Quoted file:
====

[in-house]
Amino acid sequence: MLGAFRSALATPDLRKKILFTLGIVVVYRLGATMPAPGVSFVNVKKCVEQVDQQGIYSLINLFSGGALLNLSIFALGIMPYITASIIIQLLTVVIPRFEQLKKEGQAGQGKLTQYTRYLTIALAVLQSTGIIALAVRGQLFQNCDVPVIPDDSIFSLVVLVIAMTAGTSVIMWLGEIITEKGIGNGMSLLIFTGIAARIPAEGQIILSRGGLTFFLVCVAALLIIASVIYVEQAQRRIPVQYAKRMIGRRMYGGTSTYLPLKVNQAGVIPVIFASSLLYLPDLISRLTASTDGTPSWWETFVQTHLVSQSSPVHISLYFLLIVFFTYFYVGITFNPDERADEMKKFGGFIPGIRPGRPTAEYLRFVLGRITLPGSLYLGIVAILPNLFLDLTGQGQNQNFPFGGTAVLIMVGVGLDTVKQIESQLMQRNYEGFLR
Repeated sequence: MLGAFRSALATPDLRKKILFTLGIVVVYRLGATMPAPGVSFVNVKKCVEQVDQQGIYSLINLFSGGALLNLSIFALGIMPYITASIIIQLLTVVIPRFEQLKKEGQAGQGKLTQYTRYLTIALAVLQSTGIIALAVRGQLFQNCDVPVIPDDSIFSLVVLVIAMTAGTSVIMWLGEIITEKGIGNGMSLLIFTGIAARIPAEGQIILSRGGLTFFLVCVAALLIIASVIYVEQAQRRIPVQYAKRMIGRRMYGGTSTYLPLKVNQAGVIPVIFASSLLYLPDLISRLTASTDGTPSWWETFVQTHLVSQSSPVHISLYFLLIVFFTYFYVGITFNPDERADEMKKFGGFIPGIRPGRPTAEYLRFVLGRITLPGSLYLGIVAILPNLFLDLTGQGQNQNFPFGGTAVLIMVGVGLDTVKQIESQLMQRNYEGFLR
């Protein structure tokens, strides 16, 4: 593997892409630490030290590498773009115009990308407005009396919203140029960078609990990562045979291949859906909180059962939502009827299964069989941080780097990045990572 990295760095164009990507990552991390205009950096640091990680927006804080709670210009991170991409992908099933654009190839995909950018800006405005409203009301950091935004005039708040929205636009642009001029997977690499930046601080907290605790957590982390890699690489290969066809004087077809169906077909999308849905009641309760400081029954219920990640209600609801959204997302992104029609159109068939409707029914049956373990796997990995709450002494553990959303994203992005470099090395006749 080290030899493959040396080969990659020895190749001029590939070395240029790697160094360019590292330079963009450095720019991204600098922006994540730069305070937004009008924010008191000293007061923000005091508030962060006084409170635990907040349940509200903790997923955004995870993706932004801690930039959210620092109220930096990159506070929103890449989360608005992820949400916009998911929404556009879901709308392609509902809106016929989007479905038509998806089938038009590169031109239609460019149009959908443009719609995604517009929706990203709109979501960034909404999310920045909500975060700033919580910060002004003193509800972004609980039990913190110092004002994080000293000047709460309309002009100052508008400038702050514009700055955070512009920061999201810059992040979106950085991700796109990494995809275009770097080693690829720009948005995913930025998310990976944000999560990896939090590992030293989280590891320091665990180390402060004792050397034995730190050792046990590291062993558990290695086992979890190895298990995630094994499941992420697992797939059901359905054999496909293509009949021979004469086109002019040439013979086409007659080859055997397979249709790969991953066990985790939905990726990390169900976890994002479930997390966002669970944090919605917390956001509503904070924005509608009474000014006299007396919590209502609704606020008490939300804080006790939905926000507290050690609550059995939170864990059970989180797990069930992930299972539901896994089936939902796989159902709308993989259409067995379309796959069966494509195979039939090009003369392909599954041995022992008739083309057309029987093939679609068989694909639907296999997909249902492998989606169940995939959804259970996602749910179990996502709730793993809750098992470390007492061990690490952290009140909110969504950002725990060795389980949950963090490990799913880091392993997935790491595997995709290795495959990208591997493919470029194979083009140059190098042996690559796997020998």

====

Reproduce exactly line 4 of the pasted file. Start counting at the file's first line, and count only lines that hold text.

């Protein structure tokens, strides 16, 4: 593997892409630490030290590498773009115009990308407005009396919203140029960078609990990562045979291949859906909180059962939502009827299964069989941080780097990045990572 990295760095164009990507990552991390205009950096640091990680927006804080709670210009991170991409992908099933654009190839995909950018800006405005409203009301950091935004005039708040929205636009642009001029997977690499930046601080907290605790957590982390890699690489290969066809004087077809169906077909999308849905009641309760400081029954219920990640209600609801959204997302992104029609159109068939409707029914049956373990796997990995709450002494553990959303994203992005470099090395006749 080290030899493959040396080969990659020895190749001029590939070395240029790697160094360019590292330079963009450095720019991204600098922006994540730069305070937004009008924010008191000293007061923000005091508030962060006084409170635990907040349940509200903790997923955004995870993706932004801690930039959210620092109220930096990159506070929103890449989360608005992820949400916009998911929404556009879901709308392609509902809106016929989007479905038509998806089938038009590169031109239609460019149009959908443009719609995604517009929706990203709109979501960034909404999310920045909500975060700033919580910060002004003193509800972004609980039990913190110092004002994080000293000047709460309309002009100052508008400038702050514009700055955070512009920061999201810059992040979106950085991700796109990494995809275009770097080693690829720009948005995913930025998310990976944000999560990896939090590992030293989280590891320091665990180390402060004792050397034995730190050792046990590291062993558990290695086992979890190895298990995630094994499941992420697992797939059901359905054999496909293509009949021979004469086109002019040439013979086409007659080859055997397979249709790969991953066990985790939905990726990390169900976890994002479930997390966002669970944090919605917390956001509503904070924005509608009474000014006299007396919590209502609704606020008490939300804080006790939905926000507290050690609550059995939170864990059970989180797990069930992930299972539901896994089936939902796989159902709308993989259409067995379309796959069966494509195979039939090009003369392909599954041995022992008739083309057309029987093939679609068989694909639907296999997909249902492998989606169940995939959804259970996602749910179990996502709730793993809750098992470390007492061990690490952290009140909110969504950002725990060795389980949950963090490990799913880091392993997935790491595997995709290795495959990208591997493919470029194979083009140059190098042996690559796997020998």